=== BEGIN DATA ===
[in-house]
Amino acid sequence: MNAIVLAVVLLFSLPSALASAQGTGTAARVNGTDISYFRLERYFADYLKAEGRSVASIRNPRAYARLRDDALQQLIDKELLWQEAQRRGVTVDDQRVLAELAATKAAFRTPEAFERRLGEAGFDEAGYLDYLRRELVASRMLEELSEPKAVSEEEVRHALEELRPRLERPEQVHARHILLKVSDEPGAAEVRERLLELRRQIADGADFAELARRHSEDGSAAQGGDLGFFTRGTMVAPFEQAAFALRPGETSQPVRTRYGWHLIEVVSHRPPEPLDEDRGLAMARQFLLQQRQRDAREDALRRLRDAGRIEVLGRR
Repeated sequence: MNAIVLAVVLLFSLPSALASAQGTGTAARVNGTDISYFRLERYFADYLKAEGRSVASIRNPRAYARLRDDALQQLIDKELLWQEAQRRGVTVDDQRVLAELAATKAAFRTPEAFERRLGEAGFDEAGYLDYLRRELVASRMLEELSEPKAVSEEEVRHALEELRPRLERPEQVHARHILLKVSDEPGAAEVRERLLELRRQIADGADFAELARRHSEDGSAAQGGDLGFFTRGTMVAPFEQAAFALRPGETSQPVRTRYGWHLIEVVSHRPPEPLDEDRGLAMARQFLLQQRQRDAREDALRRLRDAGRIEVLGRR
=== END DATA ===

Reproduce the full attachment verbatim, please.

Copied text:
[in-house]
Amino acid sequence: MNAIVLAVVLLFSLPSALASAQGTGTAARVNGTDISYFRLERYFADYLKAEGRSVASIRNPRAYARLRDDALQQLIDKELLWQEAQRRGVTVDDQRVLAELAATKAAFRTPEAFERRLGEAGFDEAGYLDYLRRELVASRMLEELSEPKAVSEEEVRHALEELRPRLERPEQVHARHILLKVSDEPGAAEVRERLLELRRQIADGADFAELARRHSEDGSAAQGGDLGFFTRGTMVAPFEQAAFALRPGETSQPVRTRYGWHLIEVVSHRPPEPLDEDRGLAMARQFLLQQRQRDAREDALRRLRDAGRIEVLGRR
Repeated sequence: MNAIVLAVVLLFSLPSALASAQGTGTAARVNGTDISYFRLERYFADYLKAEGRSVASIRNPRAYARLRDDALQQLIDKELLWQEAQRRGVTVDDQRVLAELAATKAAFRTPEAFERRLGEAGFDEAGYLDYLRRELVASRMLEELSEPKAVSEEEVRHALEELRPRLERPEQVHARHILLKVSDEPGAAEVRERLLELRRQIADGADFAELARRHSEDGSAAQGGDLGFFTRGTMVAPFEQAAFALRPGETSQPVRTRYGWHLIEVVSHRPPEPLDEDRGLAMARQFLLQQRQRDAREDALRRLRDAGRIEVLGRR